Girls’ Skirt Tutorial Roundup!

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Are you seamstresses out there following along with Skirting the Issue over at Project Run & Play?  It’s a massive effort where sewists everywhere are encouraged to make new skirts for foster girls and donate them just in time for back to school.  Last year I invited several friends over to my house to sew up skirts and we had such a great time!

This year, I wanted to share some of my very favorite (easy!) skirt tutorials so that anyone else who wants to join the effort can feel confident enough to do so.  All these are perfect for beginners and advanced sewists alike!  Let’s get sewing!

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Harry Potter Fan Tee

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We kinda, sorta missed a couple kids’ birthdays while in France, so we did a little late celebrating this past week.  Liam turn 11 (ELEVEN!!!  How did we get here??) this month and I’m absolutely in love with the little man he’s becoming.  Now that we’ve figured out his stomach problems, he’s such a pleasant, sweet kid with a hilarious sense of humor.

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He’s also completely obsessed with Harry Potter and has now read the entire series through FOUR times!  That’s dedication, man.  I decided to make him a fun HP-themed shirt for his birthday and this is what we came up with.

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Easiest Swimsuit Cover-Up

Up your pool style quotient this summer with this super easy swimsuit cover-up!

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I’ve got a super easy tutorial for you guys today! This super cute and simple swimsuit coverup is my new favorite project.  If you’ve got a yard of fabric and 20 minutes, you’re well on your way!

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Ultimate Pool Bag Tutorial

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Hey guys!  I’ve got a really fun and easy tutorial for you today to help make you summer adventures easier.  If you’re here visiting from Nap Time Creations, then welcome!  I hope you love it.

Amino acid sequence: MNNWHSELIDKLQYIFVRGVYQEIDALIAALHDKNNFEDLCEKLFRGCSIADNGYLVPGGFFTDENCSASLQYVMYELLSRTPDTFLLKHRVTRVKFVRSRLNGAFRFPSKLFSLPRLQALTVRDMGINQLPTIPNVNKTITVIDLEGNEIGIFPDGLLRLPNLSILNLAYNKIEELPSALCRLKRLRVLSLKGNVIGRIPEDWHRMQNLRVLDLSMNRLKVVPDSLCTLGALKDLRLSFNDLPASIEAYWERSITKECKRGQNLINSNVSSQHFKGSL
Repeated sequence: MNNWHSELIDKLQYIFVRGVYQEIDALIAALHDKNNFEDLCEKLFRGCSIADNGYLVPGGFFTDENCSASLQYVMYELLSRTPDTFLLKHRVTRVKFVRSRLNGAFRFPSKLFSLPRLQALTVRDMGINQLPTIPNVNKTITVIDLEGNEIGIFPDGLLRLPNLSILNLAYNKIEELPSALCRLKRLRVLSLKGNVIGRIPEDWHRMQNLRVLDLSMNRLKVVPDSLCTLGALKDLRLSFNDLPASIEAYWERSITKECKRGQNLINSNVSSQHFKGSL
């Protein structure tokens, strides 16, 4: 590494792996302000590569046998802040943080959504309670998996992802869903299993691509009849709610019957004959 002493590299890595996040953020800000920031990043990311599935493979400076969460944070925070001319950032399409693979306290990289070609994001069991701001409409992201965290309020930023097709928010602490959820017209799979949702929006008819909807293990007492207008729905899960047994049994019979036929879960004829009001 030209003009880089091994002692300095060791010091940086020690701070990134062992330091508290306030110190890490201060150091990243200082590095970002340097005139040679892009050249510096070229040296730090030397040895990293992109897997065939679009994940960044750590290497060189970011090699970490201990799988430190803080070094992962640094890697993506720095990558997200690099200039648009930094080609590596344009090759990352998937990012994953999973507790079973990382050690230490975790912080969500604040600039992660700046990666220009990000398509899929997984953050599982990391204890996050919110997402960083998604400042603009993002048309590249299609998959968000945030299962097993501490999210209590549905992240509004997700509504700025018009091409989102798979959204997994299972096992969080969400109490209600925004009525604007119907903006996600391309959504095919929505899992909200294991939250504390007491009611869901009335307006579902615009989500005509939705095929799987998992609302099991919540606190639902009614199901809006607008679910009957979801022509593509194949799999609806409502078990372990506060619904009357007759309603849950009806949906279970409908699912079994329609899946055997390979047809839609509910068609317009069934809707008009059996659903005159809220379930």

Does anyone else find themselves playing the part of sherpa when it’s time to hit the pool or beach?  It seems even my big kids become completely incapable of carrying their own towel, goggles, pool toys, etc. and I’m walking around with my arms piled high with SHTUFF (and pool stuff x 7 kids = a big headache).  So I dreamed up this bag that would hold all our pool necessities without any extra effort on my part!  The best part is that it’s a backpack so that I can hold hands/babies while we walk down the street to our community pool.

Ready??  Let’s do it!

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What you’ll need:

1 yard sturdy canvas-type fabric (any outdoor home decor fabric would work well, bonus if it’s water-resistant!  I re-purposed a heavy duty curtain from Target)
Extra long zipper (mine was 65″ – you probably won’t find this at your local craft store; I bought mine at an upholstery shop where they sell them by the yard.)
Heavy duty coordinating fabric for pockets (optional: clear vinyl or other waterproof fabric to make one pocket a wet bag!)
2 yards 1″ elastic for towel loops
1 yard 1/4″ elastic for pockets
Twill webbing for straps (about 1.5 yards)

  1.  First, I cut my fabric into 4 rectangles, each measuring 17″ x 21″ (2 pieces will be the outer portion of the bag and the other 2 will be the lining).  Then I used a cup (or other circular object) to trace around the corners and round them off.

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  2. Sew on your towel loops!  Take one of your rounded rectangles and sew strips of elastic onto the right side (my strips were about 13″ long);  I placed my strips of elastic in pairs, so that they’re running parallel to the long side of the fabric (see picture).  Sew down both raw edges to form a loop (using a zig zag stitch to reinforce each edge well!) It’s totally up to you how many loops you sew and the spacing, but I ended up with 6 loops, to hold 3 towels, since our towels are pretty bulky.  If needed, I could also stick just one towel in each loop so I could schlep twice as many!
  3. Next, you need to sew on your pockets.  I cut my smaller pockets measuring 6″ x 7″ and my larger pockets were 13″ x 8″.  Take two of the other rectangles of bag fabric, and begin by arranging your pockets as desired on the right side of the fabric.  I chose to put the two small pockets on top of one side (for sunscreen and little toys) and the large elasticized pockets everywhere else.

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  4. To sew on the small pockets, finish the raw edges (I used a serger but you can also just zigzag them), fold them under 1/4″ and topstitch along the top of your pocket.  Then stitch the sides and bottom right to your bag lining (leaving the top open!).